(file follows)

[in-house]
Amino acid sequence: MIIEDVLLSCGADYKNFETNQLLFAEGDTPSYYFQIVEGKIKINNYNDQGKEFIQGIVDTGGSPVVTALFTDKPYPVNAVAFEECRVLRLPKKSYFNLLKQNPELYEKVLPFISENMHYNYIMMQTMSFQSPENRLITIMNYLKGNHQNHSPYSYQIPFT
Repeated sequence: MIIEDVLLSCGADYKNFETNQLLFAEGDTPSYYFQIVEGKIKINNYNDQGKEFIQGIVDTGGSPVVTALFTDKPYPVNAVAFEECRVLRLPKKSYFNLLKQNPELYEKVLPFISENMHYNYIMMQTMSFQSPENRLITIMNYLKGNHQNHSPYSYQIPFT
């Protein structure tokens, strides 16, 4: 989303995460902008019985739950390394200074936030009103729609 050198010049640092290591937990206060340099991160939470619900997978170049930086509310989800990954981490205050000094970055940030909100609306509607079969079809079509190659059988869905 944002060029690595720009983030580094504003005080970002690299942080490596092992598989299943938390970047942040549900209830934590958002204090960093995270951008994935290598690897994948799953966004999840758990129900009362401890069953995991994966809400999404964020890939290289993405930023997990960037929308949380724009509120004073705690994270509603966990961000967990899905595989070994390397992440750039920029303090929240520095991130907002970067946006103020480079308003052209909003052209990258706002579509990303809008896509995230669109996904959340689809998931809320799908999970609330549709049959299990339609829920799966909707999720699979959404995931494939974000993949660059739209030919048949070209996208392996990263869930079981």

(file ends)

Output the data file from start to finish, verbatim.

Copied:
[in-house]
Amino acid sequence: MIIEDVLLSCGADYKNFETNQLLFAEGDTPSYYFQIVEGKIKINNYNDQGKEFIQGIVDTGGSPVVTALFTDKPYPVNAVAFEECRVLRLPKKSYFNLLKQNPELYEKVLPFISENMHYNYIMMQTMSFQSPENRLITIMNYLKGNHQNHSPYSYQIPFT
Repeated sequence: MIIEDVLLSCGADYKNFETNQLLFAEGDTPSYYFQIVEGKIKINNYNDQGKEFIQGIVDTGGSPVVTALFTDKPYPVNAVAFEECRVLRLPKKSYFNLLKQNPELYEKVLPFISENMHYNYIMMQTMSFQSPENRLITIMNYLKGNHQNHSPYSYQIPFT
């Protein structure tokens, strides 16, 4: 989303995460902008019985739950390394200074936030009103729609 050198010049640092290591937990206060340099991160939470619900997978170049930086509310989800990954981490205050000094970055940030909100609306509607079969079809079509190659059988869905 944002060029690595720009983030580094504003005080970002690299942080490596092992598989299943938390970047942040549900209830934590958002204090960093995270951008994935290598690897994948799953966004999840758990129900009362401890069953995991994966809400999404964020890939290289993405930023997990960037929308949380724009509120004073705690994270509603966990961000967990899905595989070994390397992440750039920029303090929240520095991130907002970067946006103020480079308003052209909003052209990258706002579509990303809008896509995230669109996904959340689809998931809320799908999970609330549709049959299990339609829920799966909707999720699979959404995931494939974000993949660059739209030919048949070209996208392996990263869930079981």